3. Expansion of Fulfillment Paradigms
Sixty-six percent of online shoppers want items shipped for free, and some 68 percent of consumers cited fast shipping as a motivating factor in placing an online order. The consumer now expects speed at cost, putting an even larger premium on fulfilment efficiency. This is why Walmart is making major supply chain technology investments in 2021, with particular emphasis on order forecasting, transportation, and replenishment.
It's also clear that shortened delivery cycles are here to stay, with retail stores functioning more like fulfillment centers for nearby neighborhoods. Retailers and brands are investing in last-mile fulfilment and order tracking capabilities. In fact, some 74 percent of retailers plan on using real-time inventory technology in 2021 to gain that insight. Inventory visibility is more important than ever as annual revenue losses in the hundreds of billions continue to rise, retail shifts to seamless, and supply chain management gains renewed importance in the face of global disruptions.
4. Convergent and Intelligent Ecosystems
Data is foundational to all an enterprise wishes to achieve, and the first step in an organization’s data journey is to create a single source of truth (SSOT) to enable harmonious working across business functions. Intelligence follows from there.
Simplification in the ways of working, synthesis of disparate data elements, and convergence onto a common platform drive unified understanding of associated processes, streamline operations, and enable superior experiences. As brands and retailers get better at using data to become more intelligent about their market, operations and consumers, true collaboration becomes possible. For example, brands can incorporate the voice of consumers on social media to design better products. The voice of store associates and partners can help retailers perform better demand forecasting. Drawing insights from information shared between brands and retailers can facilitate effective demand-supply synchronization.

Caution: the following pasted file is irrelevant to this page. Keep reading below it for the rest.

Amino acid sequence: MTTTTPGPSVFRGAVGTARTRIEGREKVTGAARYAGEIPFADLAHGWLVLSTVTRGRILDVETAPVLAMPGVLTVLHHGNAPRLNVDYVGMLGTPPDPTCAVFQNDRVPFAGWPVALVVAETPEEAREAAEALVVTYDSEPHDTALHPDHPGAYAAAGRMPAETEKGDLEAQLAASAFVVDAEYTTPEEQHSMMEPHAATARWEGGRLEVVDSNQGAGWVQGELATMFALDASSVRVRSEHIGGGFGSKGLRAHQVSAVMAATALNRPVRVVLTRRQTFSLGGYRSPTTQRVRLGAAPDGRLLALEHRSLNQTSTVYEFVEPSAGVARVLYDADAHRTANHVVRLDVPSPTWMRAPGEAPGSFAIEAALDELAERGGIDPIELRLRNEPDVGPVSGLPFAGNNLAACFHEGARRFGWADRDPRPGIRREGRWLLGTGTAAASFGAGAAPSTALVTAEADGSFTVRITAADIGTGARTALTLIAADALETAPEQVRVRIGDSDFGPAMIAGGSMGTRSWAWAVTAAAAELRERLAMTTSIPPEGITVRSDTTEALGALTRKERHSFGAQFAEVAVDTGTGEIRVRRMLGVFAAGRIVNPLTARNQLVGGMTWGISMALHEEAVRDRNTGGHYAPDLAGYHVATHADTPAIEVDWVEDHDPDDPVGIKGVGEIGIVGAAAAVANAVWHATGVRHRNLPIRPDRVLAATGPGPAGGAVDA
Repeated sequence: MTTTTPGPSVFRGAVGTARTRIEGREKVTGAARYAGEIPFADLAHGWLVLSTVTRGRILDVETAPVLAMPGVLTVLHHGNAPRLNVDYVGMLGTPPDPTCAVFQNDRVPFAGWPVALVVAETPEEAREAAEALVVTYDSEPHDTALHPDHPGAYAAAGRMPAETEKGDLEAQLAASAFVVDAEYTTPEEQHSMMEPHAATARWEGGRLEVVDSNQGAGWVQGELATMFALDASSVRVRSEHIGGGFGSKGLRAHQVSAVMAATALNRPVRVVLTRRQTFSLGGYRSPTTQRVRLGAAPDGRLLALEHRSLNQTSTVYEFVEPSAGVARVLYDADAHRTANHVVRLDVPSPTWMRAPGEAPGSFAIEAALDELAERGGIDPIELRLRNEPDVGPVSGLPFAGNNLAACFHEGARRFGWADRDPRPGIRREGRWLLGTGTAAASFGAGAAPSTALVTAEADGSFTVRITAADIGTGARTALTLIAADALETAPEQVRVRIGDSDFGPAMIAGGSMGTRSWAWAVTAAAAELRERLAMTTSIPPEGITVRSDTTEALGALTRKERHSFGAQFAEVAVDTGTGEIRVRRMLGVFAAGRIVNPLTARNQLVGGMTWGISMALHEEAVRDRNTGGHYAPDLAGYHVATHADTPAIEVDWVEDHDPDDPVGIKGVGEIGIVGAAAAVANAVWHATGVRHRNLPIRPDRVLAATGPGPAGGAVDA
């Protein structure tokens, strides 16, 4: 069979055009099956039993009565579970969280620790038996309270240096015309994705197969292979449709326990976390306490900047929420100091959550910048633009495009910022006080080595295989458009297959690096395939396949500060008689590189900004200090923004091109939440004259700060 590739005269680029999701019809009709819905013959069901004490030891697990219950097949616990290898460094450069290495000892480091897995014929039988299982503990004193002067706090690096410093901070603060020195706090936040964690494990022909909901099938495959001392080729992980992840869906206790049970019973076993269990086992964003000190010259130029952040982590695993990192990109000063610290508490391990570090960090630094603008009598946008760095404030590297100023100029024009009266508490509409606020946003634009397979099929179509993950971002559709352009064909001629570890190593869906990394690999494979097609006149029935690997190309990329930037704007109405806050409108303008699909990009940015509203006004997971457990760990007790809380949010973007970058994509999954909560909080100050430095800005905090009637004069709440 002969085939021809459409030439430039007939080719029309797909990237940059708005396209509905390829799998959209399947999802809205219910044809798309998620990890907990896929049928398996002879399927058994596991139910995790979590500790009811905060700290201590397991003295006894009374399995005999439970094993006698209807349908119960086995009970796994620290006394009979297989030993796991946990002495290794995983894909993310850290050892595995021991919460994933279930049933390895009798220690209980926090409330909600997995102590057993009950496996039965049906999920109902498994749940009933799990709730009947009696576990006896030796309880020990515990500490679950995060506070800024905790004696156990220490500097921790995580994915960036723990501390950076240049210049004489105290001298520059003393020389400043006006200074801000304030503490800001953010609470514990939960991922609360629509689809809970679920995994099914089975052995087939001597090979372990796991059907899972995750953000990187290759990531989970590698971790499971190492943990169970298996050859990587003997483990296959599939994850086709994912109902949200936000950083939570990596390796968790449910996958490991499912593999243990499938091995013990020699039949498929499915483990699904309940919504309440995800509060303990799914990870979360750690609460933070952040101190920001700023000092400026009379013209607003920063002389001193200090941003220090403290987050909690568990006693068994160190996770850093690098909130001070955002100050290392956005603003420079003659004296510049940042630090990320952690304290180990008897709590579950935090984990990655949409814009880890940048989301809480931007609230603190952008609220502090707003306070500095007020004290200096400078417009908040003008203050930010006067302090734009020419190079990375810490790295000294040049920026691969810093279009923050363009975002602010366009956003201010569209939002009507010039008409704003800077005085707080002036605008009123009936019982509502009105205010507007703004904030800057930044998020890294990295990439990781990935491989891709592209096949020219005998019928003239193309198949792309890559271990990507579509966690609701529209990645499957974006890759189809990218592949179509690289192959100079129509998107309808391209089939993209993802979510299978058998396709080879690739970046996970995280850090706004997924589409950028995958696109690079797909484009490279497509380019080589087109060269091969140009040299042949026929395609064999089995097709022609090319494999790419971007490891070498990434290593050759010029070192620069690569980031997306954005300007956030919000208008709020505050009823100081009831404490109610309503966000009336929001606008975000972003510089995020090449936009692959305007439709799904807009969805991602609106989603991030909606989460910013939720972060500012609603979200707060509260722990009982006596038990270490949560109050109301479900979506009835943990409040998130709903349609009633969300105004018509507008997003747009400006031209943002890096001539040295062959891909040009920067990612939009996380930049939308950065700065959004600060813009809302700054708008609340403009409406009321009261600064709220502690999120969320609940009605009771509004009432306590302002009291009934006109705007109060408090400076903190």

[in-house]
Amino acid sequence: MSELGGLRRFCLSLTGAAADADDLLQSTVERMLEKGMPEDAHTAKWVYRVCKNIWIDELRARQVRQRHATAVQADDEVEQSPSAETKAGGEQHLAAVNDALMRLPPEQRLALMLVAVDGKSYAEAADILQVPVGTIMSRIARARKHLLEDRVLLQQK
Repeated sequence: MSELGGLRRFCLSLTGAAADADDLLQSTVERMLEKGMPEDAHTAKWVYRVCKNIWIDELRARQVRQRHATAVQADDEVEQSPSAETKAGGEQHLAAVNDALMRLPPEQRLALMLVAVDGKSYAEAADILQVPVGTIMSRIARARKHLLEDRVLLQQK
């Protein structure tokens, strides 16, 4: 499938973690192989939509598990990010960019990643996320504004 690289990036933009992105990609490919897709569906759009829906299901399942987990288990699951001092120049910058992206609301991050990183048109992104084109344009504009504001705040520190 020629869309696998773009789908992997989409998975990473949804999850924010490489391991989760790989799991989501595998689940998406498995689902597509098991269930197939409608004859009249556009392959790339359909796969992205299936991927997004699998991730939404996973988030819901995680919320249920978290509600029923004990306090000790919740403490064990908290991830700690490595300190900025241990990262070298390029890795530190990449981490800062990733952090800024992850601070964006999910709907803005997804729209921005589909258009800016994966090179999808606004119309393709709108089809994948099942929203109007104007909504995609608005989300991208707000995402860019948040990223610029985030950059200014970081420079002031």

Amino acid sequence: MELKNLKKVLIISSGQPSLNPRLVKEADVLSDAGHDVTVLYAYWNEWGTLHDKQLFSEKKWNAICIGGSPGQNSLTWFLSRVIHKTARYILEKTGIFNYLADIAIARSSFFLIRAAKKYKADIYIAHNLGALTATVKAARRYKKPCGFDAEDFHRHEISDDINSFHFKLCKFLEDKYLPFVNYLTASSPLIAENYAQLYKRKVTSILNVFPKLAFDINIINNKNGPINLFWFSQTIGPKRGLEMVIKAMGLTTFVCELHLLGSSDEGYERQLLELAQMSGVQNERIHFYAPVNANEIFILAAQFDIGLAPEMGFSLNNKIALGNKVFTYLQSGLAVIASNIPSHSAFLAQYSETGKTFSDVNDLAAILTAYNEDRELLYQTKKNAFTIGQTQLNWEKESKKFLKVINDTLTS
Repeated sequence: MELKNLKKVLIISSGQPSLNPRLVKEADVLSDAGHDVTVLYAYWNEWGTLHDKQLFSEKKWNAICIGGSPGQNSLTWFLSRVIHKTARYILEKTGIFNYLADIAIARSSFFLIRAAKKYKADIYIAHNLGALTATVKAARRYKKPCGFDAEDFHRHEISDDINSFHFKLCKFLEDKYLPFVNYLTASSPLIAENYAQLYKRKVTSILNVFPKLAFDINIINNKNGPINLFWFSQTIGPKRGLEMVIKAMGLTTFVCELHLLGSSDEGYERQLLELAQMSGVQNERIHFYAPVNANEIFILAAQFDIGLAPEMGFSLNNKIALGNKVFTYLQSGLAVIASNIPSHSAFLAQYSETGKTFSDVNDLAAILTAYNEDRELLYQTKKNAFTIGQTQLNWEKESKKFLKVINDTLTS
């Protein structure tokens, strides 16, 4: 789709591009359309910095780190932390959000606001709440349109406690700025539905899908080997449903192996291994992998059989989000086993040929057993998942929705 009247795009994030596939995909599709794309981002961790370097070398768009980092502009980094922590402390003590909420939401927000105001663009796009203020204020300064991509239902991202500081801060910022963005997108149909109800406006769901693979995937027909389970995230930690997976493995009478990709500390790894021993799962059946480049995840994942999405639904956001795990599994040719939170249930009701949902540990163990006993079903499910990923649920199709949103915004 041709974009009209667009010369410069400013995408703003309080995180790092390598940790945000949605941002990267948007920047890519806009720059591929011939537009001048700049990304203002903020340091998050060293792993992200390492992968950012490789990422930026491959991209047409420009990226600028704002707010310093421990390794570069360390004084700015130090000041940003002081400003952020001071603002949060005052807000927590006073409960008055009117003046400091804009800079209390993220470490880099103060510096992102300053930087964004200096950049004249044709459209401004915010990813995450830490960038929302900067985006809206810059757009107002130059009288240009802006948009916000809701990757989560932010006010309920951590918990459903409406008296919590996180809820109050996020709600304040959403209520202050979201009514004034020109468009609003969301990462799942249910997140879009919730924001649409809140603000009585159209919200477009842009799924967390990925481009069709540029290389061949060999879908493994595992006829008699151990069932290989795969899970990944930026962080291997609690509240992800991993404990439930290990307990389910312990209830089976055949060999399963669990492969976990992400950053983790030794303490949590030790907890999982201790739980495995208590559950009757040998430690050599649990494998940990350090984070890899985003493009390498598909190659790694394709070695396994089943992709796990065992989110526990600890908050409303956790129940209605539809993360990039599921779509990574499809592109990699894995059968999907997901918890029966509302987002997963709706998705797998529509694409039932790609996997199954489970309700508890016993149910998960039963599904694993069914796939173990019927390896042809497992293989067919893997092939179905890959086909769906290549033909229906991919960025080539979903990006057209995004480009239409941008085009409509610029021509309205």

5. Focus on Trust and Safety
Retailers and brands should be more concerned with security and data privacy than ever. As data breaches create more victims, damage, and headlines, enterprise security will not only play a major role in future-proofing, but in establishing trustworthiness as well.
More than half of consumers (54 percent) surveyed by KPMG last year don’t trust companies to handle their data ethically, and 50 percent don’t trust companies to protect their data. Brands and retailers that can avoid major security breaches are more likely to sustain trust with consumers for the long haul. Enterprises can achieve truly personalized marketing if they can successfully navigate new or incoming data privacy regulations and create trust around data collection, use and sharing at every step of the consumer journey. This kind of trust demands transparency and is hard won, but also long lasting.
Focusing on these five post-pandemic shifts and developing pathways toward each will enable retailers and brands to step fully into the future with strong relationships with consumers, new revenue opportunities, and a more secure business environment — no matter what the world throws at them next.
Arun Kumar is head of product and platform engineering at Altimetrik, a business and technology transformation accelerator.